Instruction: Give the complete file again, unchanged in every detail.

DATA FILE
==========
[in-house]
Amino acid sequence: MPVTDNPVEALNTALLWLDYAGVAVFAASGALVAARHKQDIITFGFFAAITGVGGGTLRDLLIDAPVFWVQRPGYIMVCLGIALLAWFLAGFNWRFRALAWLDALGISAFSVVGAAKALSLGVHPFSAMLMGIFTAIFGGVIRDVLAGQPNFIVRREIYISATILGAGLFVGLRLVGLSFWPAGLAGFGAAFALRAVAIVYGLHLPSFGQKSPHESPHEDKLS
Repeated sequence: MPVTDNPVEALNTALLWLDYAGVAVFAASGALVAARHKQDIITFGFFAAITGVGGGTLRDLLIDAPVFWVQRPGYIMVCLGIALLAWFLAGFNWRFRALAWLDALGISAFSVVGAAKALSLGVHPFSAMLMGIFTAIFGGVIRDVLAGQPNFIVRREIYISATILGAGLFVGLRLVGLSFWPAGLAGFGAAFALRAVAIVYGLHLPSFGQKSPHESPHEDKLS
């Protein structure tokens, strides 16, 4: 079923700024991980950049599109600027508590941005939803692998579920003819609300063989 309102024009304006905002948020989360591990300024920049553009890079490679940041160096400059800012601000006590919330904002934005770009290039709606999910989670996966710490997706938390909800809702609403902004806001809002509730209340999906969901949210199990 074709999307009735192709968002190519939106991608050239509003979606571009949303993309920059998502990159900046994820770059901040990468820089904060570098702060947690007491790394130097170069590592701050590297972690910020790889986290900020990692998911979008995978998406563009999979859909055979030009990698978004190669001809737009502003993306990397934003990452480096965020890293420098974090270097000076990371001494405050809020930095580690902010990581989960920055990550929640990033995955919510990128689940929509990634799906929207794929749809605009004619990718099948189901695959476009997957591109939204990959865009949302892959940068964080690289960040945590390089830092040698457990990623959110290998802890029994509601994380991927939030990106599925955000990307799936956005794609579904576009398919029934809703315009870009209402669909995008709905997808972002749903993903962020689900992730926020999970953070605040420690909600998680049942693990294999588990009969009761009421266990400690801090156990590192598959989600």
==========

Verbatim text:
[in-house]
Amino acid sequence: MPVTDNPVEALNTALLWLDYAGVAVFAASGALVAARHKQDIITFGFFAAITGVGGGTLRDLLIDAPVFWVQRPGYIMVCLGIALLAWFLAGFNWRFRALAWLDALGISAFSVVGAAKALSLGVHPFSAMLMGIFTAIFGGVIRDVLAGQPNFIVRREIYISATILGAGLFVGLRLVGLSFWPAGLAGFGAAFALRAVAIVYGLHLPSFGQKSPHESPHEDKLS
Repeated sequence: MPVTDNPVEALNTALLWLDYAGVAVFAASGALVAARHKQDIITFGFFAAITGVGGGTLRDLLIDAPVFWVQRPGYIMVCLGIALLAWFLAGFNWRFRALAWLDALGISAFSVVGAAKALSLGVHPFSAMLMGIFTAIFGGVIRDVLAGQPNFIVRREIYISATILGAGLFVGLRLVGLSFWPAGLAGFGAAFALRAVAIVYGLHLPSFGQKSPHESPHEDKLS
């Protein structure tokens, strides 16, 4: 079923700024991980950049599109600027508590941005939803692998579920003819609300063989 309102024009304006905002948020989360591990300024920049553009890079490679940041160096400059800012601000006590919330904002934005770009290039709606999910989670996966710490997706938390909800809702609403902004806001809002509730209340999906969901949210199990 074709999307009735192709968002190519939106991608050239509003979606571009949303993309920059998502990159900046994820770059901040990468820089904060570098702060947690007491790394130097170069590592701050590297972690910020790889986290900020990692998911979008995978998406563009999979859909055979030009990698978004190669001809737009502003993306990397934003990452480096965020890293420098974090270097000076990371001494405050809020930095580690902010990581989960920055990550929640990033995955919510990128689940929509990634799906929207794929749809605009004619990718099948189901695959476009997957591109939204990959865009949302892959940068964080690289960040945590390089830092040698457990990623959110290998802890029994509601994380991927939030990106599925955000990307799936956005794609579904576009398919029934809703315009870009209402669909995008709905997808972002749903993903962020689900992730926020999970953070605040420690909600998680049942693990294999588990009969009761009421266990400690801090156990590192598959989600």